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Dan Smith, director of the Stockholm  International Peace Research Institute, better known as SIPRI. Photo: Frank Radosevich / Radio Sweden.
Dan Smith, director of the Stockholm International Peace Research Institute, better known as SIPRI. Photo: Frank Radosevich / Radio Sweden.

SIPRI warns of possible paths to armed instability

SIPRI "is important because the topics are important"
13 min

A leading research center on security issues, the Stockholm International Peace Research Institute, better known as SIPRI, celebrates its 50th anniversary this year.

The publicly funded think-tank studies conflicts, peace resolution and the international arms trade and is perhaps best known for its annual report detailing military expenditure and arms sales.

Radio Sweden sat down with Dan Smith, the organization's director, to talk about SIPRI's work and future challenges.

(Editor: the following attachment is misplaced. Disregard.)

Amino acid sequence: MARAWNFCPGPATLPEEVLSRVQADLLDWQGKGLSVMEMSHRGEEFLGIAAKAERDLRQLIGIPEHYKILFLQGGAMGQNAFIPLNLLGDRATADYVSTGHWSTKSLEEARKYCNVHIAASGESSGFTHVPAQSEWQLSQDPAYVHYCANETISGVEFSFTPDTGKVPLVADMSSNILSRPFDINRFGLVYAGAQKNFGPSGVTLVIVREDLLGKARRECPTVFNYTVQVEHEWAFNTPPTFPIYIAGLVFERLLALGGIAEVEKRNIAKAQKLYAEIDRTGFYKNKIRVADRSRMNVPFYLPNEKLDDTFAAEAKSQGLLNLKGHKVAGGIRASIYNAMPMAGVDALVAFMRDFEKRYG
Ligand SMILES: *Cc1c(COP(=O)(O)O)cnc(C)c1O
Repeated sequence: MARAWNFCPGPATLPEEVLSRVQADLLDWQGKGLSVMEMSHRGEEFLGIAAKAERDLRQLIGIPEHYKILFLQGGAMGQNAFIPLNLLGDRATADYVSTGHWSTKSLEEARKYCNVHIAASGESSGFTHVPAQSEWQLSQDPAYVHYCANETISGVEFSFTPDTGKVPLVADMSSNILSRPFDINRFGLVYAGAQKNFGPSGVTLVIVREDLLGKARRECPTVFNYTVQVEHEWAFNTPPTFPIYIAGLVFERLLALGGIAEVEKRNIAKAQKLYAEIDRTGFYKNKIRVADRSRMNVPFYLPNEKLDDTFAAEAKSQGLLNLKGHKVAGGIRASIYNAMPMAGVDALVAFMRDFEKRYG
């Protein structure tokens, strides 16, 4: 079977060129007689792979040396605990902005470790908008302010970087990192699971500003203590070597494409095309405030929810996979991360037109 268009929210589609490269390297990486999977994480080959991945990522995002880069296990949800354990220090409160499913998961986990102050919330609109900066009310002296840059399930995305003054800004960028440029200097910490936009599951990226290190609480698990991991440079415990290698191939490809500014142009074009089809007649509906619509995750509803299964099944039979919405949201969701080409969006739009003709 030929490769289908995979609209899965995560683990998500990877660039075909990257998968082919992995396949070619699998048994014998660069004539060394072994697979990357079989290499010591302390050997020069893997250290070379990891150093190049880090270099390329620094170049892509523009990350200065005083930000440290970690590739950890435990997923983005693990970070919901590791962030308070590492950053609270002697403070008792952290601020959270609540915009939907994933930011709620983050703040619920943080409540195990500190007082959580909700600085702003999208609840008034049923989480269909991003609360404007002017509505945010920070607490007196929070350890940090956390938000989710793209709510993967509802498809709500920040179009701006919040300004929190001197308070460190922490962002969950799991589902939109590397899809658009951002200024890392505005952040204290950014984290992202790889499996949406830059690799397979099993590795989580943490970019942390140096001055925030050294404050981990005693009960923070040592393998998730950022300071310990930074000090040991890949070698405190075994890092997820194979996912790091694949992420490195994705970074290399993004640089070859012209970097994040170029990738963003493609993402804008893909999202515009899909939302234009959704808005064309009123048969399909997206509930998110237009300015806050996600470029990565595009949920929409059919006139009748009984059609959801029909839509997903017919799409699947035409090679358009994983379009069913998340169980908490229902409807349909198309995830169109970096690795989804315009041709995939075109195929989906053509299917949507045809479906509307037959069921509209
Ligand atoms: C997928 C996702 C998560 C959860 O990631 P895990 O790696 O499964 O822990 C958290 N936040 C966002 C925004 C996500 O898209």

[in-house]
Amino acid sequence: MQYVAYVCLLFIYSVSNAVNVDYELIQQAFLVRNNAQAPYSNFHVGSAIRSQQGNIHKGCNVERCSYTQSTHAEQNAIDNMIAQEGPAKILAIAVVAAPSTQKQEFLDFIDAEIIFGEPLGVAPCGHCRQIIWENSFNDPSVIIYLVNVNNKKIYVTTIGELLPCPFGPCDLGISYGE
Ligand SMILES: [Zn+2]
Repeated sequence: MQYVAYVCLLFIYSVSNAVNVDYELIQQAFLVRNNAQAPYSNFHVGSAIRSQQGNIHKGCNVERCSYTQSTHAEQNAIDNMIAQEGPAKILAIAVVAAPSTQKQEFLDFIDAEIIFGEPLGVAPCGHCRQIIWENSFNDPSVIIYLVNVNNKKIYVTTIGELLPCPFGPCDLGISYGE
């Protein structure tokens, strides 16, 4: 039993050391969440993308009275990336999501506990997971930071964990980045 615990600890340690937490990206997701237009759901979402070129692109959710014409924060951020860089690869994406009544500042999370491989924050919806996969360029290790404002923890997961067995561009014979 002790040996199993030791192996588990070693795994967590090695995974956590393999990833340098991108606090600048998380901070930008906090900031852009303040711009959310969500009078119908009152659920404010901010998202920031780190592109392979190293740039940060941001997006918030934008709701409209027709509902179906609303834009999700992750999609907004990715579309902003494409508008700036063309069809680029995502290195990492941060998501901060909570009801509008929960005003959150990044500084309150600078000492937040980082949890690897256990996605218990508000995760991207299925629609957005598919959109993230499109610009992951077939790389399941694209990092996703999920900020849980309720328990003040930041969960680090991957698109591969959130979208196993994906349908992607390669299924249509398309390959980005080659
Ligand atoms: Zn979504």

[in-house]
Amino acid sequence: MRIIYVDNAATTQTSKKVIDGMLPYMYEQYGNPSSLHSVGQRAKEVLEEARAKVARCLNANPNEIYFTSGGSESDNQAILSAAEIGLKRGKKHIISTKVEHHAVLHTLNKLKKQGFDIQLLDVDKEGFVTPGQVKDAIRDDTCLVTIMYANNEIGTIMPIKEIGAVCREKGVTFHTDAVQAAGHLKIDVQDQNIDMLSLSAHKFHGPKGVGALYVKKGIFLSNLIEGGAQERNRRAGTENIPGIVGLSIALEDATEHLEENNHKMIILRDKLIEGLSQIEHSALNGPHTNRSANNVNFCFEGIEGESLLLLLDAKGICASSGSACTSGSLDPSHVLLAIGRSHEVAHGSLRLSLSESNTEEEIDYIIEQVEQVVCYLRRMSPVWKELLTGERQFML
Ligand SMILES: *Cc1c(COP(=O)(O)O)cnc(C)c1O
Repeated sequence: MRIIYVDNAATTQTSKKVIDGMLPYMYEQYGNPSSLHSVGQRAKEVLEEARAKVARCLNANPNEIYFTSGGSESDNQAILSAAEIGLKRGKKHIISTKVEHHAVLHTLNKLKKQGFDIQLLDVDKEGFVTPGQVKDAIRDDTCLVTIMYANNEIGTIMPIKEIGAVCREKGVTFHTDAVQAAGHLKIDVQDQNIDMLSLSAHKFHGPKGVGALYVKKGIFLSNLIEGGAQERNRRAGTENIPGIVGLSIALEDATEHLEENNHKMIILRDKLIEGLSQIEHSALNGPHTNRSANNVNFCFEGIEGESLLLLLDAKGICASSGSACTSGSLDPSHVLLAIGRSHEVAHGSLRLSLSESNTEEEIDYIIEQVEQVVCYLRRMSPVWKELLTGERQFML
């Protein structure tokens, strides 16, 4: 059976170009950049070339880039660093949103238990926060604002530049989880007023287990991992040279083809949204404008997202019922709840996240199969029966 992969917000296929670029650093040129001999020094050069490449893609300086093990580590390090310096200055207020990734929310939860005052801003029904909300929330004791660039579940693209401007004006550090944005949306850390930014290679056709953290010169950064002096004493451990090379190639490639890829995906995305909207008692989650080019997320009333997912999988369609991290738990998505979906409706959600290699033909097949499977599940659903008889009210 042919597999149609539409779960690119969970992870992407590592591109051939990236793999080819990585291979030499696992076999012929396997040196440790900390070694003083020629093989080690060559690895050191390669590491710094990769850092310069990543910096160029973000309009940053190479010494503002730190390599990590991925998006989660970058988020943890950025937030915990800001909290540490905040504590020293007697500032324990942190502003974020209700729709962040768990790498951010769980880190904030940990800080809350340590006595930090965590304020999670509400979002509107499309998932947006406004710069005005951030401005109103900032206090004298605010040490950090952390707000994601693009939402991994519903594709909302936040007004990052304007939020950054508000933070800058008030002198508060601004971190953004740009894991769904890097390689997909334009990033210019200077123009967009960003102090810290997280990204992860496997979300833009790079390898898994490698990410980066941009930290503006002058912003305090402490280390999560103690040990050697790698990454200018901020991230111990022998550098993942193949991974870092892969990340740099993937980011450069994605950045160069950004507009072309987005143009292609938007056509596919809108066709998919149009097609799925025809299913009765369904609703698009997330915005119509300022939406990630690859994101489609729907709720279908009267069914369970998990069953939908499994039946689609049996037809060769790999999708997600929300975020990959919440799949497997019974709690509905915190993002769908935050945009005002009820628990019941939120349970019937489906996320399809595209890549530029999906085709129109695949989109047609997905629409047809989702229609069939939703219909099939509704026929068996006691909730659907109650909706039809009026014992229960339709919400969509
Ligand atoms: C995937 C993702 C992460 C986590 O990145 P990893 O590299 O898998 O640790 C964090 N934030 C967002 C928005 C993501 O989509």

Smith said evolving technology, climate change and growing economic inequality are all factors that could lead to instability in the coming years.

However, he was hopeful about the next half a century, pointing out that from 1990-2010 the number of armed conflicts each year dropped, along with the number of nuclear weapons and spending on armaments.

"You could be forgiven for thinking that over the past few years we've forgotten some of those lessons," he added, "It's time to relearn them and reapply them."

He also said SIPRI's home base of Sweden was an important component to the organization's research and reputation. 

"Part of our brand, for want of a better word," he said, "is the very fact that we are both Swedish and international at the same time."

SIPRI will mark its 50th year on Monday evening with an event at its headquarters norther of Stockholm. The Swedish King Carl XVI Gustav, as well as the Swedish defense and foreign ministers are expected to take part in the celebrations.

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